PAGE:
Frenzy (1972)

This was a late Alfred Hitchcock directed thriller with the master of suspense returning to his home city, London, to make this movie. It’s not his greatest work but I love it. Frenzy involves a series of murders committed in and around the fruit and vegetable market of Covent Garden. That area of London has now been gentrified and the market has gone. So, it’s a real period piece – and fascinating to watch.

Quatermass and the Pit (1967)

London based Hammer Film Productions is best known for its horror movies often featuring Dracula or Frankenstein. But in 1967, it brought out a classic science fiction drama. Based on a BBC TV series, the main protagonist was the very fatherly Professor Bernard Quatermass. He is called to a London Underground station where a Martian space craft has been discovered. It’s millions of years old but has a grim secret, which it decides to share in a devastating manner.

Passport to Pimlico (1949)

This film was produced by the Ealing Studios – which created a series of “Ealing comedies” in the 1940s. In 1949, Britain was still reeling from the economic after shocks of the Second World War. A group of disgruntled working class residents in the Pimlico district find out they have ancient rights that allow them to proclaim independence from the rest of Britain – but the government has other ideas.

Clockwork Orange (1972)

Legendary film director Stanley Kubrick took us to a dystopian London where extreme youth thuggery is tackled by the government using psychological torture. The movie included scenes shot in Chelsea and the Thamesmead estate – a brutalist housing development. Clockwork Orange was massively controversial for years after its release.

Sherlock Holmes (2009)

Robert Downey Junior and Jude Law were teamed up to play Dr Watson and Sherlock Holmes in this high octane rendition of the classic detective tale from the author Arthur Conan Doyle. As everybody knows, Sherlock lived in Baker Street and it’s a huge tourist draw today. The incisive detective has been portrayed in very different ways from the sedate to the manic. What I liked about this movie was the capturing of Victorian London including the construction of Tower Bridge in the background.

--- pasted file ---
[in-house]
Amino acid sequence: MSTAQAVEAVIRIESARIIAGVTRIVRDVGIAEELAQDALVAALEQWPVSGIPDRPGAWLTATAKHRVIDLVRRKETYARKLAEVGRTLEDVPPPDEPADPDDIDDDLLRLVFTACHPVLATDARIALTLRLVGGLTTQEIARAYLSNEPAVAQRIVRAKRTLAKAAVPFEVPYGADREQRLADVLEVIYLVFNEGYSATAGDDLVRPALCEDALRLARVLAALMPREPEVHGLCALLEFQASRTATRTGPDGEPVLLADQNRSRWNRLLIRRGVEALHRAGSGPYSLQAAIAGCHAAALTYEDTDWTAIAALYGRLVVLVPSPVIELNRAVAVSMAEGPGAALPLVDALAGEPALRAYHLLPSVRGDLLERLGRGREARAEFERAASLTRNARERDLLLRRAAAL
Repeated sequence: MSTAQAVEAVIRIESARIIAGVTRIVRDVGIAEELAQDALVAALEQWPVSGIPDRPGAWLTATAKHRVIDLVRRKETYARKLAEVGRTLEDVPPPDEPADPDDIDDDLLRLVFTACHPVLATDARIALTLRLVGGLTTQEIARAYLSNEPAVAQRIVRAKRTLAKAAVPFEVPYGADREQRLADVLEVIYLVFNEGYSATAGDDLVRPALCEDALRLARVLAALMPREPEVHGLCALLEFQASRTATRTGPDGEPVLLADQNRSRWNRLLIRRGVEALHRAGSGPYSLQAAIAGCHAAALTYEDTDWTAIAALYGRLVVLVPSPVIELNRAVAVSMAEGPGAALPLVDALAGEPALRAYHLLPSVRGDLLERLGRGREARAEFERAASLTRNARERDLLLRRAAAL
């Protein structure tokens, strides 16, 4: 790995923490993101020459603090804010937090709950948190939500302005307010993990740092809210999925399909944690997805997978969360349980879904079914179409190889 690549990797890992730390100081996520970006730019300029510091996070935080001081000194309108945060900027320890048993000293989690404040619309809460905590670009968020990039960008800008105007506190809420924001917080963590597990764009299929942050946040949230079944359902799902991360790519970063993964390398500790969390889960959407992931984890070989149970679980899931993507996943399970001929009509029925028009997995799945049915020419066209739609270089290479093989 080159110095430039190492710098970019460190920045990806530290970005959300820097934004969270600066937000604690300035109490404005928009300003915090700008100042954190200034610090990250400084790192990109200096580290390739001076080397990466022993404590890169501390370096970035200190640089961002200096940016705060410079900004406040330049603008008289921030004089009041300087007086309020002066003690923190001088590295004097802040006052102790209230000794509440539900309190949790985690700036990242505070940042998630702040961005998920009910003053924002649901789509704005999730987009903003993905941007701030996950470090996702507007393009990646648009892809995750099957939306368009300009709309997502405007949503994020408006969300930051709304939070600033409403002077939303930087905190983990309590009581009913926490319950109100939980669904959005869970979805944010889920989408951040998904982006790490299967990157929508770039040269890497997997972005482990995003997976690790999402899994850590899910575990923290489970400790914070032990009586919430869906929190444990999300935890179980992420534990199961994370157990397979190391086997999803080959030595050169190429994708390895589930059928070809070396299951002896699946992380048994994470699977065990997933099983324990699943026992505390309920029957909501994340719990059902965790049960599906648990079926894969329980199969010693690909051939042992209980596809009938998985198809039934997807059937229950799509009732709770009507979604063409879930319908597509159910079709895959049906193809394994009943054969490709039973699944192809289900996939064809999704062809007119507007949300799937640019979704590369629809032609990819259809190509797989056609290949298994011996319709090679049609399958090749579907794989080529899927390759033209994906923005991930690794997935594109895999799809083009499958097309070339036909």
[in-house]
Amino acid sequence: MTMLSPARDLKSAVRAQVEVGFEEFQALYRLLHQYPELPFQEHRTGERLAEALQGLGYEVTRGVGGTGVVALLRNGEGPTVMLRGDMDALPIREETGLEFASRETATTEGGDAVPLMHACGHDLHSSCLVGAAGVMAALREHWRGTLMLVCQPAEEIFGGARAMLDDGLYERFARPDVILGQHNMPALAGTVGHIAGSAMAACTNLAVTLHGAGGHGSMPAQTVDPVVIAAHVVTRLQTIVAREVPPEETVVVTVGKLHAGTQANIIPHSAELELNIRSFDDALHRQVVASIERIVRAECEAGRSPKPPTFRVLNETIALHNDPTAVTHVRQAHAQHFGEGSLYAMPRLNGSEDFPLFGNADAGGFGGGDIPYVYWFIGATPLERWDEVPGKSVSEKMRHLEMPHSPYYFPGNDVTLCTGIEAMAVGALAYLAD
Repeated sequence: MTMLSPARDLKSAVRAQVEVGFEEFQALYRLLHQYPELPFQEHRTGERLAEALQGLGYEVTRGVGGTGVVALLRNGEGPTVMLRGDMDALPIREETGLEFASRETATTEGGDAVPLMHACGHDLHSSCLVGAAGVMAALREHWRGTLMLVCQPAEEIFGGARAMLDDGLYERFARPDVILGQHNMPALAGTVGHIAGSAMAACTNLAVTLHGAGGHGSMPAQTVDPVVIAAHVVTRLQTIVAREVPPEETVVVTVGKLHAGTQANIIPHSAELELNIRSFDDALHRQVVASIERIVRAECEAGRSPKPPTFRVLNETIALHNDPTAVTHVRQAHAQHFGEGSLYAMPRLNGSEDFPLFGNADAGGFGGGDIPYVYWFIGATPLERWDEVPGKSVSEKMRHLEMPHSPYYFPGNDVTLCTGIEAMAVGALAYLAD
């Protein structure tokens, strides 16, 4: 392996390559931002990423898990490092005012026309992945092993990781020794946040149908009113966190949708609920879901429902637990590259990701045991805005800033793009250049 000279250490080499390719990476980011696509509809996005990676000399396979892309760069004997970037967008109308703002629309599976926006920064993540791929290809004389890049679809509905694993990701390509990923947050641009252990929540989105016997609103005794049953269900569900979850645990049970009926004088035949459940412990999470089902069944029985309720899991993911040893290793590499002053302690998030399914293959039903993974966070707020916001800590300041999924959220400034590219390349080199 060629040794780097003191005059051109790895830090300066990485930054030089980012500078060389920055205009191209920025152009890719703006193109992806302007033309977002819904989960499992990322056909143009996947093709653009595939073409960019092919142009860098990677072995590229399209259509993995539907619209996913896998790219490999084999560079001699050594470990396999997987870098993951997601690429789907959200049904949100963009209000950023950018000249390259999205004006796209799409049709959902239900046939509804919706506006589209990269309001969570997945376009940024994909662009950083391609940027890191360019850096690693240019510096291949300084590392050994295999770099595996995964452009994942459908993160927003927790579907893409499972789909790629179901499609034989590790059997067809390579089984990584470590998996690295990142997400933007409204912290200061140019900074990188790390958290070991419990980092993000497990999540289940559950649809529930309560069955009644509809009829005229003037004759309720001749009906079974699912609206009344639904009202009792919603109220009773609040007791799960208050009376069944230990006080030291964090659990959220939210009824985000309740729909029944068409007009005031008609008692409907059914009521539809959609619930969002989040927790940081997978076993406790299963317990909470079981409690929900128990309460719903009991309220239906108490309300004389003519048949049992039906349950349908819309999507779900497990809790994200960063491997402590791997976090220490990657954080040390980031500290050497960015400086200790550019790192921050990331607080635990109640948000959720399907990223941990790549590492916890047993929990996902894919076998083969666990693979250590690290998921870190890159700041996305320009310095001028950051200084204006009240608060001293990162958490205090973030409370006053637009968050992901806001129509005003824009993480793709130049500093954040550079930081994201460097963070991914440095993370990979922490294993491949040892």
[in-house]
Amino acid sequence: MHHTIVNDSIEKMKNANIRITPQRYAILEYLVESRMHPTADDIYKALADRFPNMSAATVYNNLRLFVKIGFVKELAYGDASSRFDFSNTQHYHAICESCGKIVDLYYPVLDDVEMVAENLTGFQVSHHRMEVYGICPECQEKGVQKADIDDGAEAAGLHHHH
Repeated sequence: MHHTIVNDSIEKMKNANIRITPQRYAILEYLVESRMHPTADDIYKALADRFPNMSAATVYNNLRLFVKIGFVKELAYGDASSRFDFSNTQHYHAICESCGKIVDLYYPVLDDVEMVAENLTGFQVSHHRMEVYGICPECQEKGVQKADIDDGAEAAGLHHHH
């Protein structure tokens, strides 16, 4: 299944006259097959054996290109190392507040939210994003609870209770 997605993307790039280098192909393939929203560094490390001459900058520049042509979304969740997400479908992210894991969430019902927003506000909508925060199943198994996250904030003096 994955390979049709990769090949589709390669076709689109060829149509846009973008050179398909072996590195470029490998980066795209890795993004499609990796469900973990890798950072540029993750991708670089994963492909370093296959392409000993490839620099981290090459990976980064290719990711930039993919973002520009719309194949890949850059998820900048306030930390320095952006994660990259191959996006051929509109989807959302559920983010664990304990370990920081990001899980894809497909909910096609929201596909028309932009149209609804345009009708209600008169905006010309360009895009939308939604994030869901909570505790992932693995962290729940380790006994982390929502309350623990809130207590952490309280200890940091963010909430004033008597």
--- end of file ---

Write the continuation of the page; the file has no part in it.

Priests and prostitutes having fun in Southwark

downloadLast week, I got my hands on an 1814 guide to London. There’s one page that made me chuckle, describing the way in which men of the cloth and ladies of the night had fun together – for money.

On the south bank of the river Thames, in the borough of Southwark, there were plenty of brothels. Londoners would stroll across the bridge linking their city to this playground and pay for sex. The brothels they frequented were referred to as “stews”.

Stewholders – brothel keepers – rented their premises from powerful landowners. These included the Lord Mayor of London Sir William Walworth (died 1385). These enterprising women were often from across the English Channel in modern Belgium and the Netherlands. They were referred to as the “bawds of Flanders” or “Froes”.

The authorities took a surprisingly lenient view of their activity provided certain rules were obeyed. Stews were not to open on a Sunday, married women could not work in them and female criminals who had been branded for their crime were forbidden to take up this work.

My book, dating from 1814, takes a typically anti-Catholic line. The Middle Ages is depicted as a time of dark superstition and cruelty. When it comes to the stews, the author thinks that brothels were so prevalent because so many Catholic priests before the Protestant Reformation had taken vows of celibacy. It was a vow few of them could keep.

Perhaps in days when thousands were tied up by vows of celibacy, these haunts might have been necessary, for neither cowl nor cope had virtue sufficient to annihilate the strongest of human passions.

The signs for these stews didn’t hang off the building but were painted on the walls. The author thinks it’s hilarious that one brothel was called The Cardinal’s Hat. The involvement of the clergy weren’t just as potential clients. The bishop of Winchester – who ran much of Southwark – didn’t bat an eyelid as he taxed the prostitutes. It was good money. He wasn’t going to forego his cut.

In fact, his taxation became a subject of ribald gossip among Londoners. As they arrived over London bridge, the prostitutes would squawk and cackle at them – looking for business. They became known as the “Winchester Geese”. Let’s hope the bishop saw the funny side.

The Debtor’s Doom – the grim fate for London’s penniless

Grim business being in debt in the old days – a debtor could expect to end up behind bars!

London had its fair share of prisons located very centrally and one of them was the Fleet – where debtors were flung. The location is quite hard to imagine now but it would have been roughly where Limeburner Lane and Fleet Place are today – bordered by Ludgate Hill, Old Bailey and what is now Farringdon Street. That street was originally the Fleet river, which still runs underneath channeled into the sewers.

Fleet Prison
Fleet Prison in 1691 – note the inmates begging for passing charity